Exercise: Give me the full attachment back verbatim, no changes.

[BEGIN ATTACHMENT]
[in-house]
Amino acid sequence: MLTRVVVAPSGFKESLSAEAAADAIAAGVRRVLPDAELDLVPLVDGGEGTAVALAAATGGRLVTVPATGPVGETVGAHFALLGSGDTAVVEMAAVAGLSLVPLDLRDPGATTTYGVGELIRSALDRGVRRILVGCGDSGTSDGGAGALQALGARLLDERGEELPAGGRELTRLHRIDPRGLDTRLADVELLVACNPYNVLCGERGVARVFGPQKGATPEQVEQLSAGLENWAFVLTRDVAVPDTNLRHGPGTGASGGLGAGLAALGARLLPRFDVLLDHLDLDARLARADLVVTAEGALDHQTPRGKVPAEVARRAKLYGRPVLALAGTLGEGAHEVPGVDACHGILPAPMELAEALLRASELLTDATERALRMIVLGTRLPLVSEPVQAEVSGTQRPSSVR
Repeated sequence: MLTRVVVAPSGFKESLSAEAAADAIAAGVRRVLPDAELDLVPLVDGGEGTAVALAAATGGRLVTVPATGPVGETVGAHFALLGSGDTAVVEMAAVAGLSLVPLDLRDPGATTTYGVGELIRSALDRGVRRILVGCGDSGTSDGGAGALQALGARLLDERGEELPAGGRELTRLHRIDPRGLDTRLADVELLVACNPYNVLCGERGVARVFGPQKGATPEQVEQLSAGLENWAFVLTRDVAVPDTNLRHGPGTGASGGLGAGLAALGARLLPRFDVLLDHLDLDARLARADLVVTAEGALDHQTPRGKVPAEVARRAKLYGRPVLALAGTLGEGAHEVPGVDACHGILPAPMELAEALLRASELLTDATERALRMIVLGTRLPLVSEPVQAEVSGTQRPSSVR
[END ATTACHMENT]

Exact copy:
[in-house]
Amino acid sequence: MLTRVVVAPSGFKESLSAEAAADAIAAGVRRVLPDAELDLVPLVDGGEGTAVALAAATGGRLVTVPATGPVGETVGAHFALLGSGDTAVVEMAAVAGLSLVPLDLRDPGATTTYGVGELIRSALDRGVRRILVGCGDSGTSDGGAGALQALGARLLDERGEELPAGGRELTRLHRIDPRGLDTRLADVELLVACNPYNVLCGERGVARVFGPQKGATPEQVEQLSAGLENWAFVLTRDVAVPDTNLRHGPGTGASGGLGAGLAALGARLLPRFDVLLDHLDLDARLARADLVVTAEGALDHQTPRGKVPAEVARRAKLYGRPVLALAGTLGEGAHEVPGVDACHGILPAPMELAEALLRASELLTDATERALRMIVLGTRLPLVSEPVQAEVSGTQRPSSVR
Repeated sequence: MLTRVVVAPSGFKESLSAEAAADAIAAGVRRVLPDAELDLVPLVDGGEGTAVALAAATGGRLVTVPATGPVGETVGAHFALLGSGDTAVVEMAAVAGLSLVPLDLRDPGATTTYGVGELIRSALDRGVRRILVGCGDSGTSDGGAGALQALGARLLDERGEELPAGGRELTRLHRIDPRGLDTRLADVELLVACNPYNVLCGERGVARVFGPQKGATPEQVEQLSAGLENWAFVLTRDVAVPDTNLRHGPGTGASGGLGAGLAALGARLLPRFDVLLDHLDLDARLARADLVVTAEGALDHQTPRGKVPAEVARRAKLYGRPVLALAGTLGEGAHEVPGVDACHGILPAPMELAEALLRASELLTDATERALRMIVLGTRLPLVSEPVQAEVSGTQRPSSVR